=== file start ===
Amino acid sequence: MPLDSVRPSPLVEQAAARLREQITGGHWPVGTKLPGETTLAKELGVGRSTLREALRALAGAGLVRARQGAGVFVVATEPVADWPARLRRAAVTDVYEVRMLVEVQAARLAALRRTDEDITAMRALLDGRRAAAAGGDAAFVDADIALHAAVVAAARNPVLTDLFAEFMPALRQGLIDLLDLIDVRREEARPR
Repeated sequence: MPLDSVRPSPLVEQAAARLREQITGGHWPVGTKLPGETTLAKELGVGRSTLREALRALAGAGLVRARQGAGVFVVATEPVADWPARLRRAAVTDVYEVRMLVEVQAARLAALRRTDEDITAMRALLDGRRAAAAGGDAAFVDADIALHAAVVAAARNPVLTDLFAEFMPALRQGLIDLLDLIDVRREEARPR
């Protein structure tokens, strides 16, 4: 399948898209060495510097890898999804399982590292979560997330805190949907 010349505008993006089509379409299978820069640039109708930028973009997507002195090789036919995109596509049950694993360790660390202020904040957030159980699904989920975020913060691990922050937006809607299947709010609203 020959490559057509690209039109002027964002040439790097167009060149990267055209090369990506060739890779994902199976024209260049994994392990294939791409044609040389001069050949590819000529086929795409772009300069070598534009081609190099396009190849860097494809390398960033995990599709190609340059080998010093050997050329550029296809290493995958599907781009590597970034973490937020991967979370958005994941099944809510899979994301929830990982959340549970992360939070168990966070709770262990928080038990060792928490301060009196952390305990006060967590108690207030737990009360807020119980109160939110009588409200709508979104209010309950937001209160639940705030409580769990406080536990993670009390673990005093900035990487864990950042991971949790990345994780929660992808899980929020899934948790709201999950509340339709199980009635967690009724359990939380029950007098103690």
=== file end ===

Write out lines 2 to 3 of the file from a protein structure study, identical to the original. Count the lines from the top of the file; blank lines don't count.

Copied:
Repeated sequence: MPLDSVRPSPLVEQAAARLREQITGGHWPVGTKLPGETTLAKELGVGRSTLREALRALAGAGLVRARQGAGVFVVATEPVADWPARLRRAAVTDVYEVRMLVEVQAARLAALRRTDEDITAMRALLDGRRAAAAGGDAAFVDADIALHAAVVAAARNPVLTDLFAEFMPALRQGLIDLLDLIDVRREEARPR
């Protein structure tokens, strides 16, 4: 399948898209060495510097890898999804399982590292979560997330805190949907 010349505008993006089509379409299978820069640039109708930028973009997507002195090789036919995109596509049950694993360790660390202020904040957030159980699904989920975020913060691990922050937006809607299947709010609203 020959490559057509690209039109002027964002040439790097167009060149990267055209090369990506060739890779994902199976024209260049994994392990294939791409044609040389001069050949590819000529086929795409772009300069070598534009081609190099396009190849860097494809390398960033995990599709190609340059080998010093050997050329550029296809290493995958599907781009590597970034973490937020991967979370958005994941099944809510899979994301929830990982959340549970992360939070168990966070709770262990928080038990060792928490301060009196952390305990006060967590108690207030737990009360807020119980109160939110009588409200709508979104209010309950937001209160639940705030409580769990406080536990993670009390673990005093900035990487864990950042991971949790990345994780929660992808899980929020899934948790709201999950509340339709199980009635967690009724359990939380029950007098103690």